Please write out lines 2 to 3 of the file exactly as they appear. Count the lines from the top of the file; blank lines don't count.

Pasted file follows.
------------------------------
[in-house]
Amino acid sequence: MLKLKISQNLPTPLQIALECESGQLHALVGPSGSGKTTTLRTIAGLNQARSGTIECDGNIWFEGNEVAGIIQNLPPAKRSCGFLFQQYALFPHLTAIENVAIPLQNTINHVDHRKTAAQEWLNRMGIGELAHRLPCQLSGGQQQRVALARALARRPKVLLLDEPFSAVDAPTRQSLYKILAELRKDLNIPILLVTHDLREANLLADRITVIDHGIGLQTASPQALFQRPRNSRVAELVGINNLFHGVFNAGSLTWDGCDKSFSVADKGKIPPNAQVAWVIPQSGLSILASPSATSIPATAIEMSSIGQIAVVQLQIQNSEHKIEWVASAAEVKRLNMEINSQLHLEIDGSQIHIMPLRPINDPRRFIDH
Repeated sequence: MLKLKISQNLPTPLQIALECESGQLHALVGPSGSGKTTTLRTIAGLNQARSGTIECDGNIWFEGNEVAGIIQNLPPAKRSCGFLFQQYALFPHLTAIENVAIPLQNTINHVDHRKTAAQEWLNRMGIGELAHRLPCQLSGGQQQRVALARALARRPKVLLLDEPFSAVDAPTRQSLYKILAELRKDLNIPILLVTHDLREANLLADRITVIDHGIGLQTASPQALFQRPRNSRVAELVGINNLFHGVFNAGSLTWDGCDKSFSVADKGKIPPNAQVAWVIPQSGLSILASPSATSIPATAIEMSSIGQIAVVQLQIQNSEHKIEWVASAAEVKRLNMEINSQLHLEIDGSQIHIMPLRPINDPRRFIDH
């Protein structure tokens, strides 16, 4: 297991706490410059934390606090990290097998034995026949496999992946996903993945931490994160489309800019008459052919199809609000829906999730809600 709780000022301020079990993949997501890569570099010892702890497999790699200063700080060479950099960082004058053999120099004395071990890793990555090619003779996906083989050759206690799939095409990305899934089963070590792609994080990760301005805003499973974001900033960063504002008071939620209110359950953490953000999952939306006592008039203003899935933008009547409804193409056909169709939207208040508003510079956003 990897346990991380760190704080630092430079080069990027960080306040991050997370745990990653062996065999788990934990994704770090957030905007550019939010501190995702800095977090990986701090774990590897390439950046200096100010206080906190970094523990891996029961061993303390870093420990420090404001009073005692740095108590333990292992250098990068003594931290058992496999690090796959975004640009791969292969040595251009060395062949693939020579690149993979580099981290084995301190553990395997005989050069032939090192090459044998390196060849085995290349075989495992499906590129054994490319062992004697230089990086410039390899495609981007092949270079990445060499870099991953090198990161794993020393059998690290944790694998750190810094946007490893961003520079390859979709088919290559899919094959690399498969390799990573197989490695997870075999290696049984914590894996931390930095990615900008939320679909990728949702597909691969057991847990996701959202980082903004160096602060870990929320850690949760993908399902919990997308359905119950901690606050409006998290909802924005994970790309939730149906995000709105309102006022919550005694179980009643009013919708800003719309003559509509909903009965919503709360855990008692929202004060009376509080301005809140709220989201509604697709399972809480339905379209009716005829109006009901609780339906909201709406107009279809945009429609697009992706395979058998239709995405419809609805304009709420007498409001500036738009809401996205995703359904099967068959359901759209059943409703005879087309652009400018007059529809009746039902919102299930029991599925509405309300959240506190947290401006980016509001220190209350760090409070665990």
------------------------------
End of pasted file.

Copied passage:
Amino acid sequence: MLKLKISQNLPTPLQIALECESGQLHALVGPSGSGKTTTLRTIAGLNQARSGTIECDGNIWFEGNEVAGIIQNLPPAKRSCGFLFQQYALFPHLTAIENVAIPLQNTINHVDHRKTAAQEWLNRMGIGELAHRLPCQLSGGQQQRVALARALARRPKVLLLDEPFSAVDAPTRQSLYKILAELRKDLNIPILLVTHDLREANLLADRITVIDHGIGLQTASPQALFQRPRNSRVAELVGINNLFHGVFNAGSLTWDGCDKSFSVADKGKIPPNAQVAWVIPQSGLSILASPSATSIPATAIEMSSIGQIAVVQLQIQNSEHKIEWVASAAEVKRLNMEINSQLHLEIDGSQIHIMPLRPINDPRRFIDH
Repeated sequence: MLKLKISQNLPTPLQIALECESGQLHALVGPSGSGKTTTLRTIAGLNQARSGTIECDGNIWFEGNEVAGIIQNLPPAKRSCGFLFQQYALFPHLTAIENVAIPLQNTINHVDHRKTAAQEWLNRMGIGELAHRLPCQLSGGQQQRVALARALARRPKVLLLDEPFSAVDAPTRQSLYKILAELRKDLNIPILLVTHDLREANLLADRITVIDHGIGLQTASPQALFQRPRNSRVAELVGINNLFHGVFNAGSLTWDGCDKSFSVADKGKIPPNAQVAWVIPQSGLSILASPSATSIPATAIEMSSIGQIAVVQLQIQNSEHKIEWVASAAEVKRLNMEINSQLHLEIDGSQIHIMPLRPINDPRRFIDH